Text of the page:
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Often we have to look beyond to see what we are supposed to…. Pediatric Board Review Course. L. Nandini Moorthy, MD MS Pediatric Rheumatology 2009. Case 1: One swollen joint. A three year old Caucasian girl presents with two-month history of swollen left knee No history of fevers No rash
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L. Nandini Moorthy, MD MS
A three year old Caucasian girl presents with two-month history of swollen left knee
Juvenile Rheumatoid Arthritis (JRA)Now Juvenile Idiopathic Arthritis (JIA)JIA Definition
Clinical recognition of each phenotype is critical
Different courses, complications, treatments and prognosis
In older children
Leg Calve Perthes disease
Slipped capital femoral epiphysis
Exclude structural abnormalities
Other causes of oligoarthritis:
Dactylitis (< 4 ?psoriatic arthritis)
Usually do well with NSAIDS
Intra-articular steroid injections
Rarely require systemic steroids or immunosupressives
Consider the case of a 6 year old girl who presents with multiple swollen joints, morning stiffness and mild anemia.
You must think of Polyarticular JIA.
first 6 months
Atlanto-axial subluxation & C2-C3 fusion
Early carpal fusion (more often in JIA)
Symmetrically affecting the large joints of knees, elbows, ankles and wrists
Hallmark of JIA posterior cervical fusion
Labs may be normal or suggest an inflammatory state
Usually require aggressive management (immunosupressives/ biologics)
May need systemic steroids
Formerly called Still’s disease
~ 10-20% of JIA diagnoses
Affects boys & girls equally
Half of them have onset in childhood
Differential for FUO
Infectious and oncologic etiologies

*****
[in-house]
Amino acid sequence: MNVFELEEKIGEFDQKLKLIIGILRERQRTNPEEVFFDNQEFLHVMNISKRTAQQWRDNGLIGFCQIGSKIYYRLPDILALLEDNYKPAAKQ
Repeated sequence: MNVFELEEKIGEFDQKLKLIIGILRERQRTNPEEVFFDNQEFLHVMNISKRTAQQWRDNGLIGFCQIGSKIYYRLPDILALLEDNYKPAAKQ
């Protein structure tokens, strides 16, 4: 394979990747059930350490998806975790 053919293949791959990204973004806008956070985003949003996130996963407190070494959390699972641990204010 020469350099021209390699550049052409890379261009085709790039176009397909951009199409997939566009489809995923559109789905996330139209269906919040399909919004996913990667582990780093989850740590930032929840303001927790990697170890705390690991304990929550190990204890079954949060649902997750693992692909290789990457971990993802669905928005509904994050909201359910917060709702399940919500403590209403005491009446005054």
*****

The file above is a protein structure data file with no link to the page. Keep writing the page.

Inflammatory bowel disease
Vasculitides such as polyarteritis nodosa
Usually require immunosuppressives
Commonly complain of:
Arthritis & /or enthesitis with any 2 of the following:
Bamboo spine in Ankylosing spondylitis
Acute anterior iritis
Treatment: NSAIDS, Sulfasalazine,
Or arthritis with at least two of the following:
Cytokine dysequilibrium -- increased IL-1, TNF
Increased inflammation, angiogenesis, cartilage degradation and joint destruction
EARLY INTERVENTION IS CRITICAL
If a JRA patient has an autoantibody, it confers a worse prognosis
Pauci-JRA + ANA = uveitis risk
Poly-JRA + rheumatoid factor (RF) =erosive adult RA
(REF: Mead Johnson Board Tutor)
Case 3: 10 year old Caucasian boy presented with new-onset right swollen knee of three days duration. He has been afebrile and without rash.
LN Moorthy ‘09
Case 4: 7 year old Caucasian girl presented with left swollen knee. 10 days ago she developed a sore throat. She has been afebrile and without rash.
LN Moorthy ‘09
Case 5: 14 year old Hispanic boy had bloody diarrhea a month ago and for the last 2 weeks is complaining of swelling of his left and right wrists, his left ankles, and left and right 3rd and 4th toes. He has been afebrile and without rash.
All became asymptomatic in three months.
8-41% of Peds Rheum Clinic patients (UK, US & Canada)
Hallmark: Peripheral arthritis, asymmetric arthritis & history preceding infection
May be seen in Post--Parvo viral arthritis
With Parvol-viral rash, you can also see a reticular rash
With arthritis, and history of sexual encounters- think GC!!!!!
Remember Mneumonic: Can’t See. Can’t Pee. Can’t Climb a Tree
Remember HLA B 27 association
She also presented with:
Myalgias and arthralgias
ANA titre of 1:320
(1. Other Lupus serology (anti-Sm, anti-ds-DNA, anticardiolipin antibody, lupus anticoagulant, false positve RPR)
Arthritis (non erosive polyarthritis)
Systemic lupus erythematosus: 1982 classification criteria
Tan EM, Cohen AS, Fries JF, et al. The 1982 revised criteria for the classification of systemic lupus erythematosus. Arthritis Rheum 1982;25:1271-1277.
Incidence: 0.36 -0.9 per 100,000 per year
Prevalence: <1- 4.5% of patients in pediatric rheumatology
Age: Childhood onset occurs in 15-17 %, Rare (but still occurs) below 5 years
Sex: More in females (Male:Female ratio 1:4.5)
In younger age group, the ratio is almost equal
Race: African-American, Hispanic, Asian, Native Higher incidence/severity of renal/CNS lupus in pediatric onset
Episodic, Chronic, Fluctuating
PRESENTATION - fever, fatigue, weight loss, irritability
Skin rash as a result of unusual reaction to sunlight, by patient history or physician observation
Oral ulcers -Oral or nasopharyngeal ulceration, usually painless, observed by physician